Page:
A Massive Bubble and an Incredible Buying Opportunity

The headline of this article promises that I will reveal two things: A massive bubble and an incredible buying opportunity. Generally, those would have to be two different things. Not today. Today, both are true of China.

The massive bubble
The IPO calendar here in the U.S. has been dominated by Chinese companies in recent months, with 13 companies (and more coming) from the Middle Kingdom having gone public here since October. These IPOs, headlined by the massive recent gains in "YouTube of China" Youku.com (NYSE: YOKU  ) , have generally been a success as investors have bought in to these businesses and their growth opportunities in the world's fastest growing economy. Today, all 13 of those recent IPOs trade at very healthy valuations.

Company

Market Cap

EV/Sales

EV/EBITDA

Youku.com

$4,337

92.9

N/A

E-Commerce China DangDang (NYSE: DANG  )

$1,134

3.6

378.0

China Xiniya Fashion (NYSE: XNY  )

$611

4.7

14.1

Bitauto Holdings

$108

4.9

32.6

Noah Holdings (NYSE: NOAH  )

$922

40.2

107.1

SinoTech Energy

$350

9.2

14.4

Xueda Education

$737

5.1

58.4

Le Gaga

$337

6.9

14.4

Mecox Lane (Nasdaq: MCOX  )

$392

1.9

35.4

TAL Education (NYSE: XRS  )

$1,125

11.6

45.9

ShangPharma

$232

3.1

14.1

Global Education

$199

3.6

16.4

Daqo New Energy

$400

3.5

7.8

 

Average

4.9

24.5

Source: Capital IQ.

Now, if you've read my columns before, then you know that I'm generally bullish on China for the long term. That said, some of the numbers in this table are ridiculous. Not only are these Chinese companies, and therefore carry with them all of the risks of investing in China, but some of them aren't even good Chinese companies. Take Youku.com, for example. Investors are currently valuing the business at more than $4.3 billion despite the fact that the company had just $35 million in revenues through the first nine months of 2010 and lost more than $2 million at the gross profit level. Tack on operating expenses and this $4.3 billion business has lost more than $21 million so far this year.

Even better, owners of Youku.com stock don't even actually own the operating business in China, but rather have "contractual arrangements" with the companies that are actually running this business in China. Good luck getting those contracts enforced by a Chinese court if the real owners ever decided they wanted to be rid of their foreign "shareholders." And what are the prospects for the "YouTube of China" anyway? Well, the real YouTube is reportedly marginally profitable at best despite being one of the world's most popular websites and having the world's best Internet marketer -- cash-rich Google (Nasdaq: GOOG  ) -- standing behind it.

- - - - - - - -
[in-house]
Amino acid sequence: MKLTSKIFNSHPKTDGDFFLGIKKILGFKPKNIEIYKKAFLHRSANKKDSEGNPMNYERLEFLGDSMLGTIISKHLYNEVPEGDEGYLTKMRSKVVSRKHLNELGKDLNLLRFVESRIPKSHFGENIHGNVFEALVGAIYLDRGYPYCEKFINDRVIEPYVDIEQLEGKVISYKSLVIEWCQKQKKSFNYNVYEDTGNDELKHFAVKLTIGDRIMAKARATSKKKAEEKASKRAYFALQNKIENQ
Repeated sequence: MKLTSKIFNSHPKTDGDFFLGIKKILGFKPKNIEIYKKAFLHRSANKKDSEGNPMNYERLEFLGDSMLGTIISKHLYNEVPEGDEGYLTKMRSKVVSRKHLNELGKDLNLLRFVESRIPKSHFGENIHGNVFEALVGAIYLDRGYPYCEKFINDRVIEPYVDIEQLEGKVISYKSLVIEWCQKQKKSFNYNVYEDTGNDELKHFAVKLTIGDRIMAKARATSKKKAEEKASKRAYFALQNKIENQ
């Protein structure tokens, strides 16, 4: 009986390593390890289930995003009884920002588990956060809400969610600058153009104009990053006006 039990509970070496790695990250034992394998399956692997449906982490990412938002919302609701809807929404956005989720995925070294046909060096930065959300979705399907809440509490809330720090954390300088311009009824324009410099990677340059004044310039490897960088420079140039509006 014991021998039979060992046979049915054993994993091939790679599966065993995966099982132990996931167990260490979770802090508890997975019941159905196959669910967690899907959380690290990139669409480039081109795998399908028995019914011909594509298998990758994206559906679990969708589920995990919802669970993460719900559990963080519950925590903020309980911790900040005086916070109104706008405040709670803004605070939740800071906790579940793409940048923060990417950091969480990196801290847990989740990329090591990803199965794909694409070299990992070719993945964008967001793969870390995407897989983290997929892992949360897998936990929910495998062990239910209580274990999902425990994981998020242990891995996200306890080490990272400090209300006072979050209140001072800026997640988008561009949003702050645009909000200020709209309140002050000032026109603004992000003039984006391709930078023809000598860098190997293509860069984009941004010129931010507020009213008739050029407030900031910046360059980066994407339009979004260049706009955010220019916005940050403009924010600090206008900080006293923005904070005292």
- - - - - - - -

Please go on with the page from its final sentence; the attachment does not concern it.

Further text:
These stocks, in other words, are overvalued.

The incredible buying opportunity
If recently listed small Chinese companies are trading at rich premiums, one might assume that the same is true of small Chinese companies that have been publicly listed for longer. In fact, it might even make sense for them to be valued higher since they have longer public track records.

This, however, is not the case. Due to recent allegations from short sellers that many small Chinese companies can't be trusted, U.S.-listed Chinese stocks today are trading for just 1.2 times sales and 6 times  EBITDA on average. You don't need to be a genius to notice that that's a lot less than the multiples investors are awarding newly listed Chinese companies, implying that the less the market seems to know about a company, the more its willing to pay to own it.

That's stupid, of course. Although these companies are newly listed and, in some cases, have reputable venture backing, I suspect they suffer from many of the same deficiencies that plague Chinese companies writ large: weak internal controls, poor communication skills with outside investors, lower standards of corporate governance, and a preference for size and sales growth over profitability and efficiency. Think I'm wrong? A glance at DangDang's registration statement reveals that it has a dual-class shareholder structure that gives its Chinese owners effective voting control, and Mecox Lane is already subject to several class action lawsuits for allegedly filing an "inaccurate registration statement," and hiding some of the challenges the business was facing from investors.

What to do with this information